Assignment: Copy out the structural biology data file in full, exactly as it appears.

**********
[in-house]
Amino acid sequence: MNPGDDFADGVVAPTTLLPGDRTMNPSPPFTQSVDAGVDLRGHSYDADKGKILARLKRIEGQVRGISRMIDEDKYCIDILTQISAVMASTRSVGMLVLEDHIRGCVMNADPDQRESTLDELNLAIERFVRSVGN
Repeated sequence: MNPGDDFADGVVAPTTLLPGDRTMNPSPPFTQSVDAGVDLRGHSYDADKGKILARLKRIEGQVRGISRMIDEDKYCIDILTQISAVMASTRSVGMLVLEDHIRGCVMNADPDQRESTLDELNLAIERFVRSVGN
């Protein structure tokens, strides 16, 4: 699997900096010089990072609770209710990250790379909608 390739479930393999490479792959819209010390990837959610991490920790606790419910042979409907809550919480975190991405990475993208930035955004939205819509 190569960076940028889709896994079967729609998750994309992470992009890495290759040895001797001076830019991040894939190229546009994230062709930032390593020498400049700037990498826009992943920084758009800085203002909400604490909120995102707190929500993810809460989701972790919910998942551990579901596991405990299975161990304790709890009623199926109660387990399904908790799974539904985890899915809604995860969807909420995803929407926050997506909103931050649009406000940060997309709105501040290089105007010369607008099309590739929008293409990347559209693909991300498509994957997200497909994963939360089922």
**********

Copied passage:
[in-house]
Amino acid sequence: MNPGDDFADGVVAPTTLLPGDRTMNPSPPFTQSVDAGVDLRGHSYDADKGKILARLKRIEGQVRGISRMIDEDKYCIDILTQISAVMASTRSVGMLVLEDHIRGCVMNADPDQRESTLDELNLAIERFVRSVGN
Repeated sequence: MNPGDDFADGVVAPTTLLPGDRTMNPSPPFTQSVDAGVDLRGHSYDADKGKILARLKRIEGQVRGISRMIDEDKYCIDILTQISAVMASTRSVGMLVLEDHIRGCVMNADPDQRESTLDELNLAIERFVRSVGN
């Protein structure tokens, strides 16, 4: 699997900096010089990072609770209710990250790379909608 390739479930393999490479792959819209010390990837959610991490920790606790419910042979409907809550919480975190991405990475993208930035955004939205819509 190569960076940028889709896994079967729609998750994309992470992009890495290759040895001797001076830019991040894939190229546009994230062709930032390593020498400049700037990498826009992943920084758009800085203002909400604490909120995102707190929500993810809460989701972790919910998942551990579901596991405990299975161990304790709890009623199926109660387990399904908790799974539904985890899915809604995860969807909420995803929407926050997506909103931050649009406000940060997309709105501040290089105007010369607008099309590739929008293409990347559209693909991300498509994957997200497909994963939360089922």